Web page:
A Look at West Virginia’s I-79 Technology Park
Just south of Fairmont, W.Va., one of the nation’s top technology centers is located among 375 acres of rolling hillsides.
How important is the I-79 Technology Park? It provides mission-critical research and development support to some of the federal government’s largest agencies, including NASA, National Oceanic and Atmospheric Administration (NOAA) and the FBI. The technology-based innovation that takes place there makes possible the essential work conducted by these vital government agencies.
“We’re home to NASA’s Independent Verification and Validation Program, which confirms the performance of some of its major software systems,” says Jim Estep, President and CEO of the High Technology Foundation, an economic development organization that spearheaded the creation of the technology park 15 years ago. “We also house a ground station for an NOAA satellite program, which provides 99 percent of the climate data for this hemisphere.”
The I-79 Technology Park also is home to a number of private companies and government contractors, including R&D programs run by Lockheed Martin, Northrop Grumman, Time Warner Cable and Computer Sciences Corp.
FirstEnergy’s West Virginia Operations Headquarters is located there and is home to Mon Power’s utility operations and a regional transmission control center. West Virginia University also maintains a facility there, and approximately 1,250 employees work at the park.
“Our goal is to create an ecosystem centered on federal operations from the Washington, D.C., area that do a substantial amount of contracting,” Estep says. “When you attract those activities here, contractors cluster around those operations and create jobs.”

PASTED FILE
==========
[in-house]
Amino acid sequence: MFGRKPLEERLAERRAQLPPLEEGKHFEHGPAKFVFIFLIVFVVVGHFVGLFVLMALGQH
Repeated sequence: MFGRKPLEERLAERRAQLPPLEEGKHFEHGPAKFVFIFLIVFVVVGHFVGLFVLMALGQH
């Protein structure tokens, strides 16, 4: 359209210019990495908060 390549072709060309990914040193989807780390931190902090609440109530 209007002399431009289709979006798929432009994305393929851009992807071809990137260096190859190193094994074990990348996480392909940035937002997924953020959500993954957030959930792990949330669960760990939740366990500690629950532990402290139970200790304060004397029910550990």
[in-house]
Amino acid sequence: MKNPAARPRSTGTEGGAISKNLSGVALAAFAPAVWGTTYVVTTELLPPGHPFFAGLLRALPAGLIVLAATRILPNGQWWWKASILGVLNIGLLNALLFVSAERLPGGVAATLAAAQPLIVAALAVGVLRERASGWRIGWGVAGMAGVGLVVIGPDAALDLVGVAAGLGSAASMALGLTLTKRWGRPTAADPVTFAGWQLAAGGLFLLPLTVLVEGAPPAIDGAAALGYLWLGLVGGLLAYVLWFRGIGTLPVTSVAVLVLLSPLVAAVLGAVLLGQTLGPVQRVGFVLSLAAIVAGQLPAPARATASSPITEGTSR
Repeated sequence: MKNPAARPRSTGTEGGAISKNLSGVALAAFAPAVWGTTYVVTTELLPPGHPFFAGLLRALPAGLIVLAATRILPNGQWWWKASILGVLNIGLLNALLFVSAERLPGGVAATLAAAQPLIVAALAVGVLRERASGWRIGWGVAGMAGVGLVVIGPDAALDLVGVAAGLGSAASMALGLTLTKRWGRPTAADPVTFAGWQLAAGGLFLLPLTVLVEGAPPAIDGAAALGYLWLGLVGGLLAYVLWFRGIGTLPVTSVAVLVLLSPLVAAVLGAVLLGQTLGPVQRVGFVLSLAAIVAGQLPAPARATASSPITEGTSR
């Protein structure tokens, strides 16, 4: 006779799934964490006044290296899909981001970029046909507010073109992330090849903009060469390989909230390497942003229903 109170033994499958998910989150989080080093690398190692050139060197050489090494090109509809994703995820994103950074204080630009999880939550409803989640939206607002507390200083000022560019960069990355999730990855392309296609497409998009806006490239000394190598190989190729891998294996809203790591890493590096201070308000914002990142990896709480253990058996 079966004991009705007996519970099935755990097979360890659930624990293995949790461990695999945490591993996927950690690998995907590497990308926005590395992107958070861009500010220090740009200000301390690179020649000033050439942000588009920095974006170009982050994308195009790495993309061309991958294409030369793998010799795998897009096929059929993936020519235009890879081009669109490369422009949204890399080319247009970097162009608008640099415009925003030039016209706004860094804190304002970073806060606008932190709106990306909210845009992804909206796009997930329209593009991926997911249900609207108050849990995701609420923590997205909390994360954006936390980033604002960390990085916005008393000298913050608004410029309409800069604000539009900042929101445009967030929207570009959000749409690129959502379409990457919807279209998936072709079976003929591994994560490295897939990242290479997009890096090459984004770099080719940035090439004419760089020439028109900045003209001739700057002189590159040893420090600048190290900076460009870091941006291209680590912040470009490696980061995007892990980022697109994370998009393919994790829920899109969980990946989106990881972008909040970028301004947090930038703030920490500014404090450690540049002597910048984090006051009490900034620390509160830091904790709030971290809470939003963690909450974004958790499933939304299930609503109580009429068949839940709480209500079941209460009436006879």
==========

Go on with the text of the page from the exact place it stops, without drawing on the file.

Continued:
Creating New R&D Opportunities
The High Technology Foundation continues to actively recruit government work, and there is plenty of room for expansion with 32 plots available for construction and only some of those are currently built out.
“If you’re a federal agency with longevity and do contract work, this is where you want to be,” Estep says. “Contracting activity attracts new businesses and brings good jobs to the area.”
While government agencies act as the hub of operations for the I-79 Technology Park, the Foundation also is seeking to attract additional private companies to complement the large and still-growing government presence. “A private technology company will find synergies for its research and development activities,” Estep says. “It’s an R&D ecosystem, where companies bring their resources together for mutual benefit.”
The technology park offers plots of land at no cost to government agencies that promise to bring in significant contractor business. Estep says it will consider similar deals with private companies if they’re a good fit.
“If you’re big enough and can attract significant business, we’ll look at offering land at no cost, or a very good deal,” he says. “Our goal is to continually attract companies and organizations that fit with what we have here and add to the vibrant R&D community we’ve been building for more than 15 years.”
FirstEnergy’s Econimic Development team can provide the assistance you need when you're looking to move to or expand your business in Ohio, Pennsylvania, New Jersey, West Virginia and Maryland. Learn more at www.firstenergycorp.com/economicdevelopment.